According to Vox, the average restaurant meal is four times larger than in the 1950s. Apple will reportedly allow customers to order their new iPhone 7 in the color black. Ikea says that future homes will have vegetable planters lining their kitchen walls, furniture will double as exercise gear, and sensors throughout the house will respond instantly to our actions.
These stories illustrate the first rule of marketing: give the people what they want. Successful businesspeople know that they must connect their products to our interests, needs, and hopes before we will buy what they are selling.
Atheists are learning the same lesson.
Sean McDowell teaches apologetics at Biola University and is the author of over eighteen books. His latest blog post is titled “The New Face of Atheism.” According to Dr. McDowell, this “face” isn’t a person but a movement.
Rather than seeking to eradicate churches, this movement wants to create secular communities alongside them (the growth of atheist churches is an example). It emphasizes relationships and rituals more than rational arguments. While rejecting the truth of Christianity, it focuses more on practical issues than the big questions of life.
These atheists are on to something. Our postmodern culture is convinced that “truth” is personal and subjective. You cannot have a logical debate with someone who doesn’t trust logic. Of course, the claim that there is no such thing as truth is itself a truth claim. Nonetheless, more people than ever are focused on practical issues rather than philosophical arguments. Many atheists are riding the tide of this cultural shift.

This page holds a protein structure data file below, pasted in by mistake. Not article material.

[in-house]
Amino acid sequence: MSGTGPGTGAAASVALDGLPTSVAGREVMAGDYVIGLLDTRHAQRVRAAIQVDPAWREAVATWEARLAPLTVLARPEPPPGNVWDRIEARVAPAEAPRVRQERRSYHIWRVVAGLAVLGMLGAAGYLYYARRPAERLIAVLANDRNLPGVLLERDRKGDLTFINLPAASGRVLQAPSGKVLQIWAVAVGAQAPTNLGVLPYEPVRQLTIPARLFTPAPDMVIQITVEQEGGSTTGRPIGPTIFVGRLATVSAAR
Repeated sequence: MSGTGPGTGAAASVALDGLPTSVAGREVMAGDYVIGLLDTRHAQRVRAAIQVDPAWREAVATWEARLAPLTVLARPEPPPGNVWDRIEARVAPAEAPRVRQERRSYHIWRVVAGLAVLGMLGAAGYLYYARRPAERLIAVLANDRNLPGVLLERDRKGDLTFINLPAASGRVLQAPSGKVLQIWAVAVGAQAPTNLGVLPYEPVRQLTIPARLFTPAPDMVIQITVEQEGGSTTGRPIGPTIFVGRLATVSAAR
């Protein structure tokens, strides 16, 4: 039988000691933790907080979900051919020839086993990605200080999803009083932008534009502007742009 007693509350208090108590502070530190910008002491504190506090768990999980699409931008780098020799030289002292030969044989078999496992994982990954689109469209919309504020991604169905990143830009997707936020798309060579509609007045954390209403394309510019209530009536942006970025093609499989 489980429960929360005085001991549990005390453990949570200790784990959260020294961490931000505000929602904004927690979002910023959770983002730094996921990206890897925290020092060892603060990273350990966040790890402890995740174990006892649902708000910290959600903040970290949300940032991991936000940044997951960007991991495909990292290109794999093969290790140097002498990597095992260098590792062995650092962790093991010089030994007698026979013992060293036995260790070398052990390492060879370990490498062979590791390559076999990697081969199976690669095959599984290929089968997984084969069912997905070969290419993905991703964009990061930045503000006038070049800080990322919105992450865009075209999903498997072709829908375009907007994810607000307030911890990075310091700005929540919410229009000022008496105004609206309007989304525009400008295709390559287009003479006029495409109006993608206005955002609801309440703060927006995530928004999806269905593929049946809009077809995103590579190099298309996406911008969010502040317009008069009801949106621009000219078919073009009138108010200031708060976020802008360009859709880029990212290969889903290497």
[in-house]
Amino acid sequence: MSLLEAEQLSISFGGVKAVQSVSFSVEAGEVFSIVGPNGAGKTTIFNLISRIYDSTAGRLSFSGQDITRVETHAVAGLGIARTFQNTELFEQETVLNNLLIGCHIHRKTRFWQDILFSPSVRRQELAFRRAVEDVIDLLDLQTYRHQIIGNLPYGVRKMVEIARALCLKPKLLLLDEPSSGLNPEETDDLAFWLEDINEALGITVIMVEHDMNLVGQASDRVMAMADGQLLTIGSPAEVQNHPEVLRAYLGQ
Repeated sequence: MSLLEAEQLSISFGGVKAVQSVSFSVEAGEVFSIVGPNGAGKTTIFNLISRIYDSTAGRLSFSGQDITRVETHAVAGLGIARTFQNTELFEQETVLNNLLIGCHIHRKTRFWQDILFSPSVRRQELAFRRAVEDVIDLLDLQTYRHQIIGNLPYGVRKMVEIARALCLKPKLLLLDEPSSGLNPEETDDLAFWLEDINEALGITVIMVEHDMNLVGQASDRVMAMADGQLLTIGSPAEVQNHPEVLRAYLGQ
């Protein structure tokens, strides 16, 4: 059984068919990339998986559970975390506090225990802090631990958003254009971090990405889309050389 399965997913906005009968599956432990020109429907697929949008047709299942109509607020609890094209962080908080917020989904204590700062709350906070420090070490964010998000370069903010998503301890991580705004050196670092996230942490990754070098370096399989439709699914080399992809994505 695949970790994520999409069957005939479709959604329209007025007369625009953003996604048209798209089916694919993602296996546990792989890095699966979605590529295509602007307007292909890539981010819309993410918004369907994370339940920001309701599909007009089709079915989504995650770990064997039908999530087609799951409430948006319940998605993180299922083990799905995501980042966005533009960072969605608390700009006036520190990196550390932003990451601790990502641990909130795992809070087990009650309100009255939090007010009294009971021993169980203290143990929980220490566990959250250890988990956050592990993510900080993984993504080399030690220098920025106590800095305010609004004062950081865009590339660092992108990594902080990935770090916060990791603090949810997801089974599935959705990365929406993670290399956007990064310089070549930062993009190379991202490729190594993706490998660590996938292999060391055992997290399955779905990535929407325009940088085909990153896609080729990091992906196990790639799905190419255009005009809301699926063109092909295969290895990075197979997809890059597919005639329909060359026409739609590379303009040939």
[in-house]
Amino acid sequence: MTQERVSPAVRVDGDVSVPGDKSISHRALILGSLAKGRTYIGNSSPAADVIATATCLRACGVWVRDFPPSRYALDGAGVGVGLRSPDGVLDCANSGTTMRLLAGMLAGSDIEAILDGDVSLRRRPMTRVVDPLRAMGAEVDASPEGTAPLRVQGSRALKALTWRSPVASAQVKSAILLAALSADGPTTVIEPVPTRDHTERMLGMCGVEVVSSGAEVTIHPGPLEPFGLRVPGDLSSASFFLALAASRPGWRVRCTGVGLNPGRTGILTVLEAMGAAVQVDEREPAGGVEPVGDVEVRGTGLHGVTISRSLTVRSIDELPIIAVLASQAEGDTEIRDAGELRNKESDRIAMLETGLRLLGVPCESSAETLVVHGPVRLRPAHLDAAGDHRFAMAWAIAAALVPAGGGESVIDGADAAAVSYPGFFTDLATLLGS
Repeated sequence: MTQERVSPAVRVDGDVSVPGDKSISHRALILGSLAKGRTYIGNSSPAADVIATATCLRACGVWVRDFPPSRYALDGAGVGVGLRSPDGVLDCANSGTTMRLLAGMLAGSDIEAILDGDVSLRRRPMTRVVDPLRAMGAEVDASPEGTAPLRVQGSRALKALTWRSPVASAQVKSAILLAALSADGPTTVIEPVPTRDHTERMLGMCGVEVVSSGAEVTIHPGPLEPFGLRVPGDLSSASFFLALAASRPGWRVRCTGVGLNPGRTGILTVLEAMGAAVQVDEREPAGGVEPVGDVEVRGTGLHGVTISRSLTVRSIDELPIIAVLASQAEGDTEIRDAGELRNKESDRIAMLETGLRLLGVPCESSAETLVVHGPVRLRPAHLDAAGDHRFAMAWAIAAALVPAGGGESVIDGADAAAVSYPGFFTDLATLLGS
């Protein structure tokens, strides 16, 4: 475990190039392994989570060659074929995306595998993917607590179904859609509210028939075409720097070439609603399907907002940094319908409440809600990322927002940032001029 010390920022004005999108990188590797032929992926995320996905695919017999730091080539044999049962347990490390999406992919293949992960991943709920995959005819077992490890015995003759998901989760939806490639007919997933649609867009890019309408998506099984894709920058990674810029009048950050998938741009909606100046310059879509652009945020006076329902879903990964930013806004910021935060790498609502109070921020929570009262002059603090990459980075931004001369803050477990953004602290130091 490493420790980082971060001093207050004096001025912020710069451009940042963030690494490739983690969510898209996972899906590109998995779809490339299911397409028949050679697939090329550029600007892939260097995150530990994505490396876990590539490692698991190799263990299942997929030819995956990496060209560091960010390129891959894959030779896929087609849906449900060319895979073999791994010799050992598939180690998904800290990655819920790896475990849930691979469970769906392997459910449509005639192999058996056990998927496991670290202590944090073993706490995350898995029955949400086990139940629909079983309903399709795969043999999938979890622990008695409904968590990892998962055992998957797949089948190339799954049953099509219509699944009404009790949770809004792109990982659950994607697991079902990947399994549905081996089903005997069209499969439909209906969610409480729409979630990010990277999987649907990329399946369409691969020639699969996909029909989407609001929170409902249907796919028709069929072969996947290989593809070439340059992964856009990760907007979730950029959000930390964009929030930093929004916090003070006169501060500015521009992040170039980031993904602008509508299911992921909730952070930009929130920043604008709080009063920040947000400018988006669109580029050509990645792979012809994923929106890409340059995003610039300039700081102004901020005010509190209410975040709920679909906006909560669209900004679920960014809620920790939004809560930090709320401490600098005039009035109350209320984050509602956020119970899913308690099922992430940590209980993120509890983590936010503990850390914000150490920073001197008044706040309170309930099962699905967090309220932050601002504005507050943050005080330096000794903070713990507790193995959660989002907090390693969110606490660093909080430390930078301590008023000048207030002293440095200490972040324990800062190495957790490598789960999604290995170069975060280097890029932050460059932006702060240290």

This does not mean that Christian theology and apologetics are irrelevant. The opposite is true, in fact. As Dr. McDowell notes, those who are drawn to the church primarily for community may then leave for another community unless they become convinced that Christian community is based on relevant truth. We are still instructed to “make a defense to anyone who asks you for a reason for the hope that is in you” (1 Peter 3:15).
At the same time, it is vital that Christians be like the men of Issachar “who had understanding of the times, to know what Israel ought to do” (1 Chronicles 12:32). Knowing the mind and spirit of our culture is essential to communicating the gospel effectively. A doctor must first diagnose the disease before she can prescribe the cure.
When Jesus met the Samaritan woman at the well, he began their conversation with water and led her to “living water” (John 4:10). When Paul dialogued with Athenian philosophers, he began with their statue to “the unknown God” and led them to the God they could know personally (Acts 17:23).
Let’s get practical: With whom do you have influence today? Ask the Holy Spirit to help you understand their needs and aspirations. Ask the Lord to give you his compassion for them. Then act and speak in ways that show your Father’s love in yours.
Ken Medema is right: “Don’t tell me I have a friend in Jesus until you show me I have a friend in you.”